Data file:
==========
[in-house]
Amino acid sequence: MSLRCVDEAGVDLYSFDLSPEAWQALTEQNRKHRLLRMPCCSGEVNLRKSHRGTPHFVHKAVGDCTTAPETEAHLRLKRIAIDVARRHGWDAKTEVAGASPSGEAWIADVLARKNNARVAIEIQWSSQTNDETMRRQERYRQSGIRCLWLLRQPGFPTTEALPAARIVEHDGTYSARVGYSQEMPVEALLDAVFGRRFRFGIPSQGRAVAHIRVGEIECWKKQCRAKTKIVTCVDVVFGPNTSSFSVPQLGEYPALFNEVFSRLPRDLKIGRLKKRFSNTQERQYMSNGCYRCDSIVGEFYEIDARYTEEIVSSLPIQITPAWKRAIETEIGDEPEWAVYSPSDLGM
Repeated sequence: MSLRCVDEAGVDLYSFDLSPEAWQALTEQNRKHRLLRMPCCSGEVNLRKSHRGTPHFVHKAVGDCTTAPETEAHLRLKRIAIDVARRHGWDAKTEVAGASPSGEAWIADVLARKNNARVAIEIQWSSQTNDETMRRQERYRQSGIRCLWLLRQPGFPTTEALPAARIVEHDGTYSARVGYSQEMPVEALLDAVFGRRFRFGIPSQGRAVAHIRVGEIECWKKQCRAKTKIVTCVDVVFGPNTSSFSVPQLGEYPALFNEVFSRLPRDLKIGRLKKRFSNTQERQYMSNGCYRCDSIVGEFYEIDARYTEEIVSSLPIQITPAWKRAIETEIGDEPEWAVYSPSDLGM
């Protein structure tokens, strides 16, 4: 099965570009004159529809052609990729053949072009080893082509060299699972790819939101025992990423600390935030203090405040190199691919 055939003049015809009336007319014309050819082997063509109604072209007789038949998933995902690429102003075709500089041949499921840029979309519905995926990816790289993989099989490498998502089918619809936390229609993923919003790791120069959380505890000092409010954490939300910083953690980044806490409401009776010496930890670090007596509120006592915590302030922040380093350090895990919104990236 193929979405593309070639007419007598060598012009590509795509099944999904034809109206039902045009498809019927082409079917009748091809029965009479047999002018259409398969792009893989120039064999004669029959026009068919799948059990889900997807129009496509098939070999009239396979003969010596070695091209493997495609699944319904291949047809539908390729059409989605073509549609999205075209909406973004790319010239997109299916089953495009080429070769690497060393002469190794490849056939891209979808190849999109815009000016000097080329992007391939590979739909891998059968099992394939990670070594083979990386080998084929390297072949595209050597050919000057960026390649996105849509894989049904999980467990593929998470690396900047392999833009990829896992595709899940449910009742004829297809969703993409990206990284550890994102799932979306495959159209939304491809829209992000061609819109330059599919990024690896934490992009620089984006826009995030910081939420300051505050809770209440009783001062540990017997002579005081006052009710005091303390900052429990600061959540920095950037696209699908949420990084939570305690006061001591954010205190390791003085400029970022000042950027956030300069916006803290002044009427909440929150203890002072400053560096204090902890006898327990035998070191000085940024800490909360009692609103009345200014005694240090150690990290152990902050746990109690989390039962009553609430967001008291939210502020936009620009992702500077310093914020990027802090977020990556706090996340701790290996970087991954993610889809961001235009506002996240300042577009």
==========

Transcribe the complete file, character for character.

[in-house]
Amino acid sequence: MSLRCVDEAGVDLYSFDLSPEAWQALTEQNRKHRLLRMPCCSGEVNLRKSHRGTPHFVHKAVGDCTTAPETEAHLRLKRIAIDVARRHGWDAKTEVAGASPSGEAWIADVLARKNNARVAIEIQWSSQTNDETMRRQERYRQSGIRCLWLLRQPGFPTTEALPAARIVEHDGTYSARVGYSQEMPVEALLDAVFGRRFRFGIPSQGRAVAHIRVGEIECWKKQCRAKTKIVTCVDVVFGPNTSSFSVPQLGEYPALFNEVFSRLPRDLKIGRLKKRFSNTQERQYMSNGCYRCDSIVGEFYEIDARYTEEIVSSLPIQITPAWKRAIETEIGDEPEWAVYSPSDLGM
Repeated sequence: MSLRCVDEAGVDLYSFDLSPEAWQALTEQNRKHRLLRMPCCSGEVNLRKSHRGTPHFVHKAVGDCTTAPETEAHLRLKRIAIDVARRHGWDAKTEVAGASPSGEAWIADVLARKNNARVAIEIQWSSQTNDETMRRQERYRQSGIRCLWLLRQPGFPTTEALPAARIVEHDGTYSARVGYSQEMPVEALLDAVFGRRFRFGIPSQGRAVAHIRVGEIECWKKQCRAKTKIVTCVDVVFGPNTSSFSVPQLGEYPALFNEVFSRLPRDLKIGRLKKRFSNTQERQYMSNGCYRCDSIVGEFYEIDARYTEEIVSSLPIQITPAWKRAIETEIGDEPEWAVYSPSDLGM
């Protein structure tokens, strides 16, 4: 099965570009004159529809052609990729053949072009080893082509060299699972790819939101025992990423600390935030203090405040190199691919 055939003049015809009336007319014309050819082997063509109604072209007789038949998933995902690429102003075709500089041949499921840029979309519905995926990816790289993989099989490498998502089918619809936390229609993923919003790791120069959380505890000092409010954490939300910083953690980044806490409401009776010496930890670090007596509120006592915590302030922040380093350090895990919104990236 193929979405593309070639007419007598060598012009590509795509099944999904034809109206039902045009498809019927082409079917009748091809029965009479047999002018259409398969792009893989120039064999004669029959026009068919799948059990889900997807129009496509098939070999009239396979003969010596070695091209493997495609699944319904291949047809539908390729059409989605073509549609999205075209909406973004790319010239997109299916089953495009080429070769690497060393002469190794490849056939891209979808190849999109815009000016000097080329992007391939590979739909891998059968099992394939990670070594083979990386080998084929390297072949595209050597050919000057960026390649996105849509894989049904999980467990593929998470690396900047392999833009990829896992595709899940449910009742004829297809969703993409990206990284550890994102799932979306495959159209939304491809829209992000061609819109330059599919990024690896934490992009620089984006826009995030910081939420300051505050809770209440009783001062540990017997002579005081006052009710005091303390900052429990600061959540920095950037696209699908949420990084939570305690006061001591954010205190390791003085400029970022000042950027956030300069916006803290002044009427909440929150203890002072400053560096204090902890006898327990035998070191000085940024800490909360009692609103009345200014005694240090150690990290152990902050746990109690989390039962009553609430967001008291939210502020936009620009992702500077310093914020990027802090977020990556706090996340701790290996970087991954993610889809961001235009506002996240300042577009």